By | Abhijit Bhaduri |Keynote speaker, Author and Columnist
Who is happier: Someone who has had a terrible accident that has left him/ her a paraplegic or quadriplegic or someone who won the lottery? Most of us would choose to be the lottery winner. It sounds the key to happiness. Being in an accident seems devastating.
It turns out that people are really bad at predicting their future state of feelings. Most lottery winners end up being broke or unhappy. Lottery winners commit suicide, go broke, many lose friends and get divorced.
The accident victims, on the other hand, are not nearly as unhappy as might have been expected. In both cases think of it like a temporary blip (high or low) before it returns to the baseline.
Both groups were asked to rate the amount of pleasure they got from everyday activities: small but enjoyable things like chatting with a friend, watching TV, eating breakfast, laughing at a joke, or receiving a compliment. Recent accident victims reported gaining more happiness from these everyday pleasures than the lottery winners.
Looking back at 2020
What will you feel about 2020? Will you look at it as opportunity lost or focus on the unexpected positives that it offered? Probably neither of the extremes. The pain and joyful moments will blend away into a haze. The overall positive or negative effect of a single positive or negative event should not be overestimated.
Studies done on Olympic medal winners shows that the silver medal winners are sad because they missed the gold. The bronze medal winners are thrilled because they compare themselves with the competitor who came fourth. 2020 was a mixed bag for everyone. There were some bright moments and some sad ones. It is no different from any other year. Look at the previous year-end issues of magazines.
We experience grief as a response not just to the death of a loved one, but the loss anything familiar. We grieve when we leave behind anything familiar, a job, an opportunity, the city we grew up in etc. Being able to acknowledge the grief and telling someone about it helps us to move ahead.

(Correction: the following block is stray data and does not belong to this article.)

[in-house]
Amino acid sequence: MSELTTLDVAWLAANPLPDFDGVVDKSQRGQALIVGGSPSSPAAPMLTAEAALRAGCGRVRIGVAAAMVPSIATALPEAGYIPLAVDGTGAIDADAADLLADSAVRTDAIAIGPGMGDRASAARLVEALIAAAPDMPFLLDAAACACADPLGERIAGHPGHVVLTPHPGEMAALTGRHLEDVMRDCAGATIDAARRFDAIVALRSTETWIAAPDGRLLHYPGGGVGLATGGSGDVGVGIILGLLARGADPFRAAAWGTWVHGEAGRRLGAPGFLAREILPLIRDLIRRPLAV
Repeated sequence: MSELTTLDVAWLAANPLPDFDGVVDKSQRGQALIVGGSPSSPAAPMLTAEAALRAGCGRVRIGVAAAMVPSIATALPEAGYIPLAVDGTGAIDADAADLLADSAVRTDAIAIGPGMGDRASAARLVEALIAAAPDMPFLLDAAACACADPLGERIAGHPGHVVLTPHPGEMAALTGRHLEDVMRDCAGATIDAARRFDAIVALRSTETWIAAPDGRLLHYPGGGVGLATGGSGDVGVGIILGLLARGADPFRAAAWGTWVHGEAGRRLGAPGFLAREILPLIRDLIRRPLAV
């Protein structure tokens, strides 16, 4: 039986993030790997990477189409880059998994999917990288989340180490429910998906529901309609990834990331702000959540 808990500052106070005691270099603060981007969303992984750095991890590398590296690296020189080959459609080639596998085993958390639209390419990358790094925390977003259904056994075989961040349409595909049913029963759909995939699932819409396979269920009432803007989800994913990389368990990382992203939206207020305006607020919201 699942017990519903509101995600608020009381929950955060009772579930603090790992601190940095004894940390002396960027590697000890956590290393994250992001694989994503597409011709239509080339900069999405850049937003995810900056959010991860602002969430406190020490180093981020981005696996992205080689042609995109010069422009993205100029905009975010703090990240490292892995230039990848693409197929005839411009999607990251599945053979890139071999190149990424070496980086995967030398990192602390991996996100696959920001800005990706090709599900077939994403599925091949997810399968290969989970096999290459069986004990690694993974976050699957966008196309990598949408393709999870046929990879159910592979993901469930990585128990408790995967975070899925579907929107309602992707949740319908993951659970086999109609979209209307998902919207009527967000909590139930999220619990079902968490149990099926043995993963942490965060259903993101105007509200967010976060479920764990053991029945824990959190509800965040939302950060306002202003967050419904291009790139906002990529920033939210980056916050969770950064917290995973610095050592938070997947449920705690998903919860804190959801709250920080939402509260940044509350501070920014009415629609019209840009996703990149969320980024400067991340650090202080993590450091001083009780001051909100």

Some years back, I lost both parents within a gap of twelve days. I was devastated. Being able to talk about my grief to my loved ones and friends helped me acknowledge and accept my loss. Eventually I reconstructed my grief. I looked at my loss from the point of view of my parents. They did not have to live without each other even in death.
Scientific research has shown that acceptance alone doesn’t bring an end to grieving. To truly move on, an individual must find a way to create personal meaning from the loss.
We can choose to feel happy, sad or delighted
When the sun rises and declares the beginning of a new year tomorrow, we have a choice. You can feel like the silver medal winner and grieve about the lost opportunity. Or think like a bronze medal winner and compare ourselves with the one we left behind in the 4th spot. But wait, there is one more medal we forgot – the gold.
We could choose to feel like the gold medal winner as we look at the sunrise declaring the start of 2021.
Look at the photo and ask yourself if you are seeing the picture of a sunrise or sunset. It is hard to say. If you have not given up hope, you will see the sunrise. That is my wish for you for 2021. Stay curious, stay connected and look at the possibilities that lie ahead.